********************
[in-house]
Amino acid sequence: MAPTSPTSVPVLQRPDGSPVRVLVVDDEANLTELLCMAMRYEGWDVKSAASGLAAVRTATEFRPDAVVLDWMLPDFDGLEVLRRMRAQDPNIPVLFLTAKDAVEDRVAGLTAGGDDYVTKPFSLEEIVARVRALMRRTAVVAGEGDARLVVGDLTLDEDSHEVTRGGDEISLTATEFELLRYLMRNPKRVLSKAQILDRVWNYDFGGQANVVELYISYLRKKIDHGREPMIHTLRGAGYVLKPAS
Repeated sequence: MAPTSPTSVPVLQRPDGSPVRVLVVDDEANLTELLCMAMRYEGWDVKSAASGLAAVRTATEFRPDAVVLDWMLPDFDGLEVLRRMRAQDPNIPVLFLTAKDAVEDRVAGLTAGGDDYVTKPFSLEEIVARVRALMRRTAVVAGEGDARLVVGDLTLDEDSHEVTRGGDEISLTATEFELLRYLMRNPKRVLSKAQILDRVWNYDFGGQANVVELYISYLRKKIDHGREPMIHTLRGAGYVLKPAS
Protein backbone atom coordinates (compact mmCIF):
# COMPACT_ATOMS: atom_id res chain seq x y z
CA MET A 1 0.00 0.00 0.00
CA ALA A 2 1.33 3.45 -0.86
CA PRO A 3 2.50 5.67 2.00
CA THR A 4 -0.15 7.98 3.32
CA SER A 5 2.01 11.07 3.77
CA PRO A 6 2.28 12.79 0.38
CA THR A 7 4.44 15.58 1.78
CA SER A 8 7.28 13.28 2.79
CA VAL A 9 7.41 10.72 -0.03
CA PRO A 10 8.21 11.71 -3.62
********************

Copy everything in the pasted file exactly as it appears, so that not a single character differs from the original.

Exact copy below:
[in-house]
Amino acid sequence: MAPTSPTSVPVLQRPDGSPVRVLVVDDEANLTELLCMAMRYEGWDVKSAASGLAAVRTATEFRPDAVVLDWMLPDFDGLEVLRRMRAQDPNIPVLFLTAKDAVEDRVAGLTAGGDDYVTKPFSLEEIVARVRALMRRTAVVAGEGDARLVVGDLTLDEDSHEVTRGGDEISLTATEFELLRYLMRNPKRVLSKAQILDRVWNYDFGGQANVVELYISYLRKKIDHGREPMIHTLRGAGYVLKPAS
Repeated sequence: MAPTSPTSVPVLQRPDGSPVRVLVVDDEANLTELLCMAMRYEGWDVKSAASGLAAVRTATEFRPDAVVLDWMLPDFDGLEVLRRMRAQDPNIPVLFLTAKDAVEDRVAGLTAGGDDYVTKPFSLEEIVARVRALMRRTAVVAGEGDARLVVGDLTLDEDSHEVTRGGDEISLTATEFELLRYLMRNPKRVLSKAQILDRVWNYDFGGQANVVELYISYLRKKIDHGREPMIHTLRGAGYVLKPAS
Protein backbone atom coordinates (compact mmCIF):
# COMPACT_ATOMS: atom_id res chain seq x y z
CA MET A 1 0.00 0.00 0.00
CA ALA A 2 1.33 3.45 -0.86
CA PRO A 3 2.50 5.67 2.00
CA THR A 4 -0.15 7.98 3.32
CA SER A 5 2.01 11.07 3.77
CA PRO A 6 2.28 12.79 0.38
CA THR A 7 4.44 15.58 1.78
CA SER A 8 7.28 13.28 2.79
CA VAL A 9 7.41 10.72 -0.03
CA PRO A 10 8.21 11.71 -3.62